${t}_{1-\alpha /2}$ | 1.89 | 3.08 | 1.89 | 3.08 | 3.08 | 1.89 |

$\overline{x}-{t}_{1-\alpha /2}\frac{S}{\sqrt{n}}$ | 0.00557 | 0.081 | 0.00274 | −0.75 | 0.0033 | 15.33 |

$\overline{x}+{t}_{1-\alpha /2}\frac{S}{\sqrt{n}}$ | 0.01107 | 0.145 | 0.00467 | 4.50 | 0.0107 | 18.89 |

BP10_1 | 0.00619 | 0.06 | 0.00328 | 0.00573 | ||

BP10_2 | 0.00645 | 0.08 | 0.00397 | 2.43 | 0.00484 | 10.6 |

BP10_3 | 0.00476 | 0.00348 | 2.91 | 0.00401 | 9.4 | |

n | 3 | 2 | 3 | 2 | 3 | 2 |

$\overline{x}$ | 0.00580 | 0.07 | 0.00358 | 2.67 | 0.00486 | 9.98 |

S | 0.000911 | 0.0 | 0.000356 | 0.3 | 0.000859 | 0.877 |

${t}_{1-\alpha /2}$ | 1.89 | 3.08 | 1.89 | 3.08 | 1.89 | 3.08 |

$\overline{x}-{t}_{1-\alpha /2}\frac{S}{\sqrt{n}}$ | 0.0048 | 0.0319 | 0.00319 | 1.93 | 0.0039 | 8.1 |

$\overline{x}+{t}_{1-\alpha /2}\frac{S}{\sqrt{n}}$ | 0.0068 | 0.1014 | 0.0040 | 3.41 | 0.0058 | 11.9 |

Joint Phase | Force | Stiffness | Displacement |
---|---|---|---|

Connector B10 | |||

Elastic phase | ${V}_{u}=\frac{2{f}_{y}{W}_{pl}}{{e}_{u}}{n}_{c}+{0.0056}_{c}{E}_{s}A\frac{{\delta}_{u}}{{e}_{u}}\mu $ | ${K}_{t}={V}_{u}/{u}_{u}$ | ${u}_{u}=0.145\frac{{f}_{y}{W}_{pl}{e}_{u}^{2}}{6{E}_{s}I}$ |

Failure phase | ${V}_{d}=\frac{2{f}_{y}{W}_{pl}}{{e}_{u}}{n}_{c}+0.0027{n}_{c}{E}_{s}A\frac{{\delta}_{u}}{{e}_{u}}\mu $ | ${K}_{r}=\left({V}_{u}-{V}_{r}\right)/\left({u}_{r}-{u}_{u}\right)$ | ${u}_{d}=4.50\frac{{f}_{y}{W}_{pl}{e}_{u}^{2}}{6{E}_{s}I}$ |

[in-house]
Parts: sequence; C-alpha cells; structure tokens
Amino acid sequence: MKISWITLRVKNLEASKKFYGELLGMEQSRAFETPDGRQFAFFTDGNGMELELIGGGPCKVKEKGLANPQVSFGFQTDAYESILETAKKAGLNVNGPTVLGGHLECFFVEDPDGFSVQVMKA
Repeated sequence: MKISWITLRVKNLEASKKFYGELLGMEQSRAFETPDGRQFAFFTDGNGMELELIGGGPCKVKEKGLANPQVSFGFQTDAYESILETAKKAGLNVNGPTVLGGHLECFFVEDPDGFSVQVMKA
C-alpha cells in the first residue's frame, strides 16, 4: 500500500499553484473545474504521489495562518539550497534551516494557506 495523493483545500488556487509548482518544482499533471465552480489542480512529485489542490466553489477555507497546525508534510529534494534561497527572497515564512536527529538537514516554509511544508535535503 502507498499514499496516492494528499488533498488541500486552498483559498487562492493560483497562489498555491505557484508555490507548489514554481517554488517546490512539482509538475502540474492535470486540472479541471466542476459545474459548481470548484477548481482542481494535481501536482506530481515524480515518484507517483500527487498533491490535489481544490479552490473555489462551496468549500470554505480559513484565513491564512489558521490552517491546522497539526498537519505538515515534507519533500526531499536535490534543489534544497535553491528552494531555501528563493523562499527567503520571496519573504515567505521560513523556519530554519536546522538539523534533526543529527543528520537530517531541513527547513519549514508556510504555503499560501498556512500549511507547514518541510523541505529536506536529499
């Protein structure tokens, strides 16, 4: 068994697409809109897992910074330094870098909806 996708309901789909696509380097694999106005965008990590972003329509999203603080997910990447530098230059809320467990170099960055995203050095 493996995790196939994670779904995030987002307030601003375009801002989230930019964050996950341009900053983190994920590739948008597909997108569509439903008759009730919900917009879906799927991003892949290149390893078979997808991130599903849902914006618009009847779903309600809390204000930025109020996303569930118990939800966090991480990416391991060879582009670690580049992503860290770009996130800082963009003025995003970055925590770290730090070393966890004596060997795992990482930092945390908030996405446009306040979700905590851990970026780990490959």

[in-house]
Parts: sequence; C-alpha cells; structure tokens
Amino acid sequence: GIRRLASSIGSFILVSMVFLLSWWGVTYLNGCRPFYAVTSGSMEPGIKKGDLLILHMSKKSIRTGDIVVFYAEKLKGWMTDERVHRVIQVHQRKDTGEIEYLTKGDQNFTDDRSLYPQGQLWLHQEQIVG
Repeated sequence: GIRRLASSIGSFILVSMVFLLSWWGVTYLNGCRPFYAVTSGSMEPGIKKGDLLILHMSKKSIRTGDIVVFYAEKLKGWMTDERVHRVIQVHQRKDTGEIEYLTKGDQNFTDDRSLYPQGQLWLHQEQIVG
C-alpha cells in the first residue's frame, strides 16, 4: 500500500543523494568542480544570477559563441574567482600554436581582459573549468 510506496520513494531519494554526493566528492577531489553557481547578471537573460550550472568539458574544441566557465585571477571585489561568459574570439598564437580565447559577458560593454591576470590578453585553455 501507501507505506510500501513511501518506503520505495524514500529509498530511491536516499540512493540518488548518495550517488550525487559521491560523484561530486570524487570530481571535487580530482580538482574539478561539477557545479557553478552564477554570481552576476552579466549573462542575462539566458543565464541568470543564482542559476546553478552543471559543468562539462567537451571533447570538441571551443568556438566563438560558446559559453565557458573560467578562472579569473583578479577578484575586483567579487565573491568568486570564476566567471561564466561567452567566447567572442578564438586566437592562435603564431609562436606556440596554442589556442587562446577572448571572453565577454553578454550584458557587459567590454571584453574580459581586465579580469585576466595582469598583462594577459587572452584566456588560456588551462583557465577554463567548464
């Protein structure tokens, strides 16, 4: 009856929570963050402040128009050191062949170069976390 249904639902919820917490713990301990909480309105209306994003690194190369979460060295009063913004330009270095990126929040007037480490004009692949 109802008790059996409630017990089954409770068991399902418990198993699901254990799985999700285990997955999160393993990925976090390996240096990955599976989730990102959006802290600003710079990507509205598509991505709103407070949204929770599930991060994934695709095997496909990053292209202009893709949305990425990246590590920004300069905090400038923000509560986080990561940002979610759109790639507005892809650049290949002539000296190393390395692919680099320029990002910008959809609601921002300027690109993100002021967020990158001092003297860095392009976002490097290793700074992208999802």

${V}_{r}=\frac{2{f}_{y}{W}_{pl}}{{e}_{u}}{n}_{c}+0.0023{n}_{c}{E}_{s}A\frac{{\delta}_{u}}{{e}_{u}}\mu $ | ${u}_{r}=18.9\frac{{f}_{y}{W}_{pl}{e}_{u}^{2}}{6{E}_{s}I}$ | ||

Connector BP10 | |||

Elastic phase | ${V}_{u}=\frac{2{f}_{y}{W}_{pl}}{{e}_{u}}{n}_{c}+0.0048{n}_{c}{E}_{s}A\frac{{\delta}_{u}}{{e}_{u}}\mu $ | ${K}_{t}={V}_{u}/{u}_{u}$ | ${u}_{u}=0.10\frac{{f}_{y}{W}_{pl}{e}_{u}^{2}}{6{E}_{s}I}$ |

Failure phase | ${V}_{d}=\frac{2{f}_{y}{W}_{pl}}{{e}_{u}}{n}_{c}+0.0032{n}_{c}{E}_{s}A\frac{{\delta}_{u}}{{e}_{u}}\mu $ | ${K}_{r}=\left({V}_{u}-{V}_{r}\right)/\left({u}_{r}-{u}_{u}\right)$ | ${u}_{d}=1.93\frac{{f}_{y}{W}_{pl}{e}_{u}^{2}}{6{E}_{s}I}$ |

${V}_{r}=\frac{2{f}_{y}{W}_{pl}}{{e}_{u}}{n}_{c}+0.0039{n}_{c}{E}_{s}A\frac{{\delta}_{u}}{{e}_{u}}\mu $ | ${u}_{r}=8.1\frac{{f}_{y}{W}_{pl}{e}_{u}^{2}}{6{E}_{s}I}$ |

Test results for connector B10 | Calculations for connector B10 | ||||